Mhondoro Safari Lodge & Villa has invested in a major solar power installation that consists of 620 solar panels and batteries to supply all the power required by the 24-sleeper luxury lodge in the Welgevonden Game Reserve in the Waterberg (Limpopo).
It is one of the largest solar operations at a safari lodge in South Africa and it has successfully taken Mhondoro off the grid to be self-sufficient in terms of all its electricity requirements.
CEO Fritz Breytenbach says that the travel industry is heavily impacted by Eskom’s energy crisis. ‘The only way for us to continue attracting well-heeled local and international travellers, is to make sure that we literally keep the lights on. In the luxury travel and safari industry especially, guests expect a certain level of service, and it goes without saying that all lodge facilities and amenities should be available to guests and in working order – whether there is loadshedding, or not.’
‘But besides offering a luxury, 5-star product to our guests, we are proud of the fact that everything we do here at Mhondoro is based on environmentally safe principles. Internationally there is a lot of talk about so-called greenwashing, but this capital investment in our solar plant is another tangible example of the vision of the Dutch owners, Frank and Myriam Vogel, to further reduce the carbon footprint of the lodge.’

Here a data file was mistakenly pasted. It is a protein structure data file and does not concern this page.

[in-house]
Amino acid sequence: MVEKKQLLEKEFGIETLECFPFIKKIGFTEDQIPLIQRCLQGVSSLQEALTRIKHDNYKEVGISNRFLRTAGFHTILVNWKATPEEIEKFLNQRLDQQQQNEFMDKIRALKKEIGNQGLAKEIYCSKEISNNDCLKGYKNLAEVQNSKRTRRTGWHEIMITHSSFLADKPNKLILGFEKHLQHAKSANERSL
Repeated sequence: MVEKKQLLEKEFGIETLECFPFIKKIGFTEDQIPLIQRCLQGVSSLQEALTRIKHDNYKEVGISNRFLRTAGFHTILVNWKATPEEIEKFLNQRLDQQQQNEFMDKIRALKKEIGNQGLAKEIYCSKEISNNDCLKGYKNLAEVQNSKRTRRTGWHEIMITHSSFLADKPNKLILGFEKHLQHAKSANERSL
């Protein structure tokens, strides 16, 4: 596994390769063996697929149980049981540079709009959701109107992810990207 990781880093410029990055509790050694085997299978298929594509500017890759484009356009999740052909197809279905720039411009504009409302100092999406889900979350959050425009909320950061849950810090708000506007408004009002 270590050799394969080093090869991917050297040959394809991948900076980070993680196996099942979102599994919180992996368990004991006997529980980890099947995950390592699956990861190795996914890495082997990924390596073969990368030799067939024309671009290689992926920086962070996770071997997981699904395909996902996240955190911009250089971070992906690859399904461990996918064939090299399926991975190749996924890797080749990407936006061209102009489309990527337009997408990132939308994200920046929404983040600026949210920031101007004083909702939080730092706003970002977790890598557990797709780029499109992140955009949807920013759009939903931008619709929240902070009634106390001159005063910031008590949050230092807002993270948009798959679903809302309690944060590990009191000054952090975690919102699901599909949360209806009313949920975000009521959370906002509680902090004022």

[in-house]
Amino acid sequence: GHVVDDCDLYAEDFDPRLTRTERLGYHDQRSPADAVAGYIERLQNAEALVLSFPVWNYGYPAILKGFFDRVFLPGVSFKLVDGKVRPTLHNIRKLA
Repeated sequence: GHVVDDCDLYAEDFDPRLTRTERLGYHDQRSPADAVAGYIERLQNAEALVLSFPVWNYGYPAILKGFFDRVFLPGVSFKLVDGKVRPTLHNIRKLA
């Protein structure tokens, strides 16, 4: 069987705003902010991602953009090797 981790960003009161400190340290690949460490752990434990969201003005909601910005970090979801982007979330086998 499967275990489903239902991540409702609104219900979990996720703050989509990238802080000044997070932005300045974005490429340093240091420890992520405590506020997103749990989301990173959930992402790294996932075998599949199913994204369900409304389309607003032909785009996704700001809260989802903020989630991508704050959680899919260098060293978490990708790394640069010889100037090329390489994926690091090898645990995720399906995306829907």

Various other eco-friendly initiatives have also been put in place at Mhondoro, including the installation of a grey water filtration system for irrigation around the lodge. Mhondoro also operates its own water purification plant that produces drinking water fresh from the surrounding Waterberg mountains, and uses glass decanters and personalised steel water bottles for guests to minimize the use of single-use plastic water bottles. All glass, paper and plastics are recycled, and Mhondoro has an agreement with Nespresso to recycle used coffee pods and grinds. Furthermore, guest check-in is being done digitally to reduce the use of paper and re-usable leather wallets are used for staff gratuities that save 2000 paper envelopes per year.
Mhondoro also produces as much of its own fresh produce as possible. The owners purchased two derelict farms adjoining Welgevonden Game Reserve of which a section is utilized to grow fruit, as well as vegetables and herbs in two greenhouses. A chicken coop was successfully established to supply farm fresh eggs for use at the lodge. The balance of the 2400 hectares of farmland is being rehabilitated and over time will become protected wilderness areas.